The chart below shows how a hypothetical investment of $10,000 in the S&P 500 in 1926 would have grown to more than $74 million today. Visually, the chart makes investing look simple. But the market does not move in a straight line upward. The most interesting element of the chart is what is minimized over the long term—volatility. Investors don't have a 90-year time horizon and the sharpness of volatility is muted over time.
An important lesson of this chart is that markets are cyclical and bear markets are a normal part of investing. Bear markets happen and, in many cases, are inevitable. Investors that expect them and put them in the proper historical perspective should have better long-term success. That's the power of a long term investment plan.
|Average Bull Markets:|
|Average Duration:||7.2 Years|
|Average Bear Markets:|
Source: FactSet, S&P Dow Jones Indices as of December 31, 2020. The indices are unmanaged, are not available for investment, and do not incur expenses. Click here for index definitions. Past performance is no guarantee of future results.
Investments in debt securities are subject to credit and interest rate risk. An increase in interest rates typically causes the value of bonds and other fixed income securities to fall.
Investments in international securities are subject to certain risks of overseas investing including currency fluctuations and changes in political and economic conditions, which could result in significant market fluctuations. These risks are magnified in emerging markets.
Investments in small-capitalization companies are subject to greater price volatility, lower trading volume and less liquidity than investing in larger, more established companies.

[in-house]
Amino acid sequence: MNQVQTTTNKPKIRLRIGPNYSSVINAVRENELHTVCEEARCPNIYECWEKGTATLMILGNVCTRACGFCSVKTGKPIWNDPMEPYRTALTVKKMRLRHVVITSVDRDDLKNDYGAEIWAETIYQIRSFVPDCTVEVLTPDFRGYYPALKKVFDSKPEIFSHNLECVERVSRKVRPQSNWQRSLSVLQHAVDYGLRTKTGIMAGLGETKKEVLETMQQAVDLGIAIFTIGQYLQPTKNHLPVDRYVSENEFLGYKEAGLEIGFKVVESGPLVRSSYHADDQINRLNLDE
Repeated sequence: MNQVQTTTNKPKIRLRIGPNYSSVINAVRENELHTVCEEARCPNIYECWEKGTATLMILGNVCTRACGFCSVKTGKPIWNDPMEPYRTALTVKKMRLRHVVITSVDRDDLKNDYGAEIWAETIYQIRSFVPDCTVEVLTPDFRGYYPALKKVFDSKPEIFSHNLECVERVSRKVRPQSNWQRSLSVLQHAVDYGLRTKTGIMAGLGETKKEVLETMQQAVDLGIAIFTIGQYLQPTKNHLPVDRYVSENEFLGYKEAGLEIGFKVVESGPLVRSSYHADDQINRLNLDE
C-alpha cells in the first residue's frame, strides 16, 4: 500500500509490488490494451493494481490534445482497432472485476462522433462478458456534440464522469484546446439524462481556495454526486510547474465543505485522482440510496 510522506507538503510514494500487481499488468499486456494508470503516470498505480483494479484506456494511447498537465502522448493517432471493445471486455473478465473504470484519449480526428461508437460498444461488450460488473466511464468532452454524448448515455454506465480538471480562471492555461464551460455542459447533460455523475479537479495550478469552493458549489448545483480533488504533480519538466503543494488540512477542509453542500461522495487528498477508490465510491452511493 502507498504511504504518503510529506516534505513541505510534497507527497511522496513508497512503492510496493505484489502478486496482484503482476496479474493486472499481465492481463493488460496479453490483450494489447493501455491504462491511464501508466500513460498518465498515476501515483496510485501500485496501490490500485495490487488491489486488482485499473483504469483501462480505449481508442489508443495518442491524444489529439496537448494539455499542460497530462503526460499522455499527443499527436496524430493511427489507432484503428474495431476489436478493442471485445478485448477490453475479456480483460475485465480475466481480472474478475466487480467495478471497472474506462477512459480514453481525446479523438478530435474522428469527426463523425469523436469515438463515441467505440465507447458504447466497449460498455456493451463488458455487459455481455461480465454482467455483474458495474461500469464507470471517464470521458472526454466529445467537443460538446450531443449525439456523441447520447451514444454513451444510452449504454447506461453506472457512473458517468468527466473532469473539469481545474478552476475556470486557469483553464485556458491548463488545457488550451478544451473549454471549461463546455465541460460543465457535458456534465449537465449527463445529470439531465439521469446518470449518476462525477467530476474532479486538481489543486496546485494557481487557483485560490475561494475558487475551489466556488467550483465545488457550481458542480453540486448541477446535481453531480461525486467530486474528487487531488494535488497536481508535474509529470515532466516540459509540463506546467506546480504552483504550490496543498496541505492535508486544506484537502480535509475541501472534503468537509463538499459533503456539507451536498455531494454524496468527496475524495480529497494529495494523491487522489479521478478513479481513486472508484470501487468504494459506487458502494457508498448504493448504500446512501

Real estate investments are subject to factors such as changing general and local economic, financial, competitive and environmental conditions.
Alternative investments are speculative, subject to high return volatility and involve a high degree of risk including, but not limited to, the risks associated with leverage, derivative instruments such as options and futures, distressed securities, may be illiquid on a long term basis and short sales. There can be no assurance that these types of strategies will achieve their objectives or avoid substantial losses. Alternative investments may also be subject to significant fees and expenses.
Investments in emerging markets are subject to risks such as erratic earnings patterns, economic and political instability, changing exchange controls, limitations on repatriation of foreign capital and changes in local governmental attitudes toward private investment, possibly leading to nationalization or confiscation of investor assets.
A bear market is a prolonged period in which investment prices are falling or are expected to fall, accompanied by widespread pessimism. A 20% decrease of the S&P 500 index was used and calculated on a monthly basis. Bear markets usually occur when the economy is in a recession and unemployment is high, or when inflation is rising quickly.
Market Risk—Market prices of investments held by the Fund may fall rapidly or unpredictably due to a variety of economic or political factors, market conditions, disasters or public health issues, or in response to events that affect particular industries or companies.
AMG Distributors, Inc., a member of FINRA/SIPC.
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